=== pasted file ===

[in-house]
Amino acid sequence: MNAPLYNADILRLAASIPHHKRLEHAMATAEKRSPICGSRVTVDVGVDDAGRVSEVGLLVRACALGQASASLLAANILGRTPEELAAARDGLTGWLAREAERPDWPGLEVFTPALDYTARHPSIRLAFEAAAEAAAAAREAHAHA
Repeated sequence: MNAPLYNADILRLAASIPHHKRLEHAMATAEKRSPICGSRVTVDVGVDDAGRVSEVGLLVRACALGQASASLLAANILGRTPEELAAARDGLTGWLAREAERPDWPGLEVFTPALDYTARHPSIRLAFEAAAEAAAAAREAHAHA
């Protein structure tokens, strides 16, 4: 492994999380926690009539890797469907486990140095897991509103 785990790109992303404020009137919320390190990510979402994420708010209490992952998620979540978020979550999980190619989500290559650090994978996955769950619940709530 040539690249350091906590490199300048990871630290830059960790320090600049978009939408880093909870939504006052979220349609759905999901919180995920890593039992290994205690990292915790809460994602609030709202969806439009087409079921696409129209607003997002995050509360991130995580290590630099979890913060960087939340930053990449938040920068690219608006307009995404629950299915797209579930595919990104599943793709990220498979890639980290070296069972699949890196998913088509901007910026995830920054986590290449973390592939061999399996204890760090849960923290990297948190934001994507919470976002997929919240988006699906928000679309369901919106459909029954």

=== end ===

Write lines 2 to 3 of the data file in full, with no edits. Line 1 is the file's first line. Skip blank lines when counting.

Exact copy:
Amino acid sequence: MNAPLYNADILRLAASIPHHKRLEHAMATAEKRSPICGSRVTVDVGVDDAGRVSEVGLLVRACALGQASASLLAANILGRTPEELAAARDGLTGWLAREAERPDWPGLEVFTPALDYTARHPSIRLAFEAAAEAAAAAREAHAHA
Repeated sequence: MNAPLYNADILRLAASIPHHKRLEHAMATAEKRSPICGSRVTVDVGVDDAGRVSEVGLLVRACALGQASASLLAANILGRTPEELAAARDGLTGWLAREAERPDWPGLEVFTPALDYTARHPSIRLAFEAAAEAAAAAREAHAHA